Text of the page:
Today, the California Department of Water Resources initiated a $100 million funding program to restore capacity to portions of the California Aqueduct, San Luis Canal, Delta-Mendota Canal, and Friant-Kern Canal lost to land subsidence occurring during the last several decades.
“Fixing these canals is an important foundational piece to ensure a reliable and climate resilient water supply for California,” said DWR Director Karla Nemeth. “It enables us to move water during very wet conditions, which will be essential to adapting to more extreme weather. Restoring capacity in our existing infrastructure provides a critical link in diversifying water supplies by supporting groundwater replenishment throughout the Central Valley and water recycling projects in Southern California. It’s a prudent investment in our water future.”
In its first year, the program will provide up to $37 million to the State Water Project’s California Aqueduct and San Luis Canal (jointly operated by DWR and U.S. Bureau of Reclamation), $39.2 million to Friant Water Authority for the Friant-Kern Canal, and $23.8 million to San Luis Delta-Mendota Authority for the Delta-Mendota Canal. Recipients will use program funds to pay for planning, permitting, design, and construction of near-term subsidence rehabilitation projects. Agencies with funded projects will need to investigate the risk of subsidence and how to prevent continued subsidence. DWR will work with fund recipients to ensure all program requirements are met and funding agreements are executed to support these projects.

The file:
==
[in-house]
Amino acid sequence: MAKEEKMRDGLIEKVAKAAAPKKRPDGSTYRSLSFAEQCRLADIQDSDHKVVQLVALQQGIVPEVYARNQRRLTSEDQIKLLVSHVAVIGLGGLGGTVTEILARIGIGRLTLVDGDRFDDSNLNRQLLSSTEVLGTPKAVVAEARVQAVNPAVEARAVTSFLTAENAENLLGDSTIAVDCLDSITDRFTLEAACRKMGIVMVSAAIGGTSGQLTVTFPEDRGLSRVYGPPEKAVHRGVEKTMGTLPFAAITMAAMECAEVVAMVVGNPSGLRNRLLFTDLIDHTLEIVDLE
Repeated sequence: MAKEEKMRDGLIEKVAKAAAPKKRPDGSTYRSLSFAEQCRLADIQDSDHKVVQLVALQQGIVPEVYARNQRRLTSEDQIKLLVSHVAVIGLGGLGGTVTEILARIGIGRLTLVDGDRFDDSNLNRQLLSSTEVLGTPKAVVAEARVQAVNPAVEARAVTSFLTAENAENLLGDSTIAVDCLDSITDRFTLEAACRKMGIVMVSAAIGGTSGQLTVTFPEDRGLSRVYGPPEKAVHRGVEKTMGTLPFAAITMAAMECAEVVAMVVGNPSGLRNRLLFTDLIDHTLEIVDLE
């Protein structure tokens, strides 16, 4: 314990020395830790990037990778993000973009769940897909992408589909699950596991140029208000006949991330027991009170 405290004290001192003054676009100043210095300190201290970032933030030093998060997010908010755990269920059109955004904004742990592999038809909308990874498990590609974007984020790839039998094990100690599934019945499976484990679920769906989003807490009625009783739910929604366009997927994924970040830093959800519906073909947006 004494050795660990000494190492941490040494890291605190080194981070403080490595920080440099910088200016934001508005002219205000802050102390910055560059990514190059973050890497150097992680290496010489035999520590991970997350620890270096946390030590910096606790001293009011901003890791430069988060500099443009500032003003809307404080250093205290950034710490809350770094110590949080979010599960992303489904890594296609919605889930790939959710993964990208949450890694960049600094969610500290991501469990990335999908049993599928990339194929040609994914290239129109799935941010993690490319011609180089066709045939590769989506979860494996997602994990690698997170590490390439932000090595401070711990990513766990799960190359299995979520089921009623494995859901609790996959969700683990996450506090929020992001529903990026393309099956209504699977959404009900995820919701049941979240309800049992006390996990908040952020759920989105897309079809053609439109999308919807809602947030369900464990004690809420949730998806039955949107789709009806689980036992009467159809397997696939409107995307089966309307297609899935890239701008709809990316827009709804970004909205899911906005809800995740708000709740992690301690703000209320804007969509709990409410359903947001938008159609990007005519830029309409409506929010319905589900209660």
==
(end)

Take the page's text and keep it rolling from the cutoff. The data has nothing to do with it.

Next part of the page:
The four canals collectively deliver water to more than 29 million people, 2.9 million acres of farmland, and 130,000 acres of wetlands. The completed projects will restore up to 50 percent of the capacity of the canals over the next 10 years.
The 2021-22 State Budget Act appropriated $100 million for this program and authorized an additional $100 million for next fiscal year. This state-funded program is part of a cooperative approach to fixing California’s water conveyance infrastructure being pursued by local, state, and federal agencies, who will financially support the projects.
The program advances implementation of Governor Newsom’s Water Resilience Portfolio, which includes more than 100 actions aimed at improving water quality and supplies for California’s people, economy and farms and the environment. The funding program aligns with the California Water Commission’s June 2021 white paper on a state role in financing conveyance to meet climate change needs, which finds that the state should prioritize addressing damage to backbone conveyance infrastructure, including the State Water Project and Central Valley Project.